10% of Canada's greenhouse gas emissions are from crop and livestock production, excluding emissions from the use of fossil fuels or from fertilizer production.
The main gases emitted by agricultural activities are:
Conversely, agriculture helps slow climate change by storing carbon on agricultural lands. Storing, or sequestering, carbon in soil as organic matter, perennial vegetation, and in trees reduces carbon dioxide amounts in the atmosphere.
For more information on how to estimate farming greenhouse gas emissions and test ways to reduce these emissions, please visit: Holos software program.
Agricultural activities inevitably result in multiple greenhouse gas emissions. Nitrous oxide emissions can originate directly from field-applied organic and inorganic fertilizers, crop residue decomposition, cultivation of organic soils, and from the storage of manure. Indirect nitrous oxide emissions can originate from nitrogen moved offsite such as from the volatilization and re-deposition of ammonia and from nitrogen leaching and run-off.
Methane emissions from agricultural sources in Canada are mainly a result of enteric fermentation in ruminant animals and from the anaerobic decomposition of stored manure. When organic matter in feed or manure decomposes under anaerobic conditions, a portion is released as methane.
Agricultural soils can either emit or absorb carbon dioxide. The difference is determined by the net effect of carbon dioxide absorption from the atmosphere by growing crops, and subsequent storage in the soil in the form of crop residues and soil organic matter, and emissions to the atmosphere via decomposition of crop residue and soil organic matter.
Agriculture emits all three greenhouse gases: carbon dioxide (CO2), methane (CH4), and nitrous oxide (N20). These gases differ, though, in their ability to trap heat; tonne for tonne, CH4 is more than 20 times as effective at trapping heat as CO2, and N20 is about 300 times as effective as CO2.
To compare the emissions of these gases on equal terms, we usually speak of CO2 equivalents (for example, N20 has 298 CO2 equivalents).
Agriculture also removes CO2 from the atmosphere - croplands and grazing lands can be managed to remove and store large amounts of CO2 as soil organic carbon.
Nature uses carbon to store energy. In the air, carbon exists mostly as carbon dioxide (CO2). Through photosynthesis, green plants invest the sun's energy in this CO2, building from it first sugars and then other energy-rich forms. Plant materials are then eaten by other organisms-microbes, cows, and humans, among others-who, in effect, burn the material back to CO2, using the solar energy it contains to live and grow.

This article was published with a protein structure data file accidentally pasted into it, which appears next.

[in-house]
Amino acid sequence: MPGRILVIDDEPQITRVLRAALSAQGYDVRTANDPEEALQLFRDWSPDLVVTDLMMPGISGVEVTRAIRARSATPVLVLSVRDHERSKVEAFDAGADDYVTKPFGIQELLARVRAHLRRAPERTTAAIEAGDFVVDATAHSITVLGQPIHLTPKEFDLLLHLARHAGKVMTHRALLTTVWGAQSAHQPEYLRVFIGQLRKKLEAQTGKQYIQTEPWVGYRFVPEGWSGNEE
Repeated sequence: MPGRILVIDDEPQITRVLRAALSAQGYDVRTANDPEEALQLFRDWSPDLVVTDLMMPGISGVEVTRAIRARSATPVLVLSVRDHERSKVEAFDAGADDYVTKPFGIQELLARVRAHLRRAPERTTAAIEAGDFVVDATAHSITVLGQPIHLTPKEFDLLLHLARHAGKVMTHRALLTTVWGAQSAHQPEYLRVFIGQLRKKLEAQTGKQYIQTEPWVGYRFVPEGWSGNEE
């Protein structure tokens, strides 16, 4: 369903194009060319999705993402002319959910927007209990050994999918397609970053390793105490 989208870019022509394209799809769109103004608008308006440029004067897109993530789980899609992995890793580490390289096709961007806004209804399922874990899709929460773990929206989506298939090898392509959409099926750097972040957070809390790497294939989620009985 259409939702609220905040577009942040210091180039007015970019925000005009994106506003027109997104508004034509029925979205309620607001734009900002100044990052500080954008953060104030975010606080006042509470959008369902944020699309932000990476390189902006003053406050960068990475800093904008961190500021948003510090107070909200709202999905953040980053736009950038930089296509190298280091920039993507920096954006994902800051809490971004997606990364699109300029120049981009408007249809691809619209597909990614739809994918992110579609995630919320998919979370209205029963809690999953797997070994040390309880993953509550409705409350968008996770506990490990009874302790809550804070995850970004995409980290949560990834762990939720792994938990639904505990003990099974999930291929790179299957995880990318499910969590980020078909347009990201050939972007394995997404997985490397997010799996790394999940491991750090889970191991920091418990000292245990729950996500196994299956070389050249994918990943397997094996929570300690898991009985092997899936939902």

Some of the energy-rich carbon materials can be stored for thousands or millions of years before being converted back to CO2. For example, soils contain vast amounts of carbon held in organic matter (humus), and the carbon in fossil fuels such as coal, oil and natural gas, which is solar energy trapped by plants eons ago.
Farms and other ecosystems can be likened to batteries; building carbon stocks is like charging the battery and losing carbon like discharging it. On Canadian farms, carbon is stored mostly in the organic matter of soils. Changes in amounts stored depend on the rate of carbon coming in as plant litter, compared to the rate of carbon lost through decay.
If the rate of carbon input exceeds the rate of loss, carbon accumulates. This is called a carbon sink. If the rate of carbon added is less than the rate of the loss, carbon is depleted. This is called a carbon source.
Soil Carbon is dynamic. Changes in the amount of carbon stored in soil organic matter depend on the relative rates of carbon input from plant litter and carbon emitted as CO2 via decomposition. If carbon inputs are greater than carbon loss, then the amount stored increases; if carbon input is less than carbon loss, the amount of carbon stored decreases. To increase stored carbon, practices must either:
increase plant yield (photosynthesis);
increase the proportion of fixed carbon added to soil; or
slow the rate of organic matter decomposition.
What farmers can do to enhance the carbon sink
By managing soils for growing crops and raising livestock, the world's farmers are unconsciously, managing a soil carbon reservoir that is roughly equivalent to the total carbon that would be released after 100 years of fossil fuel burning at the current world rate. In recent years, the size of this immense carbon pool has changed very little.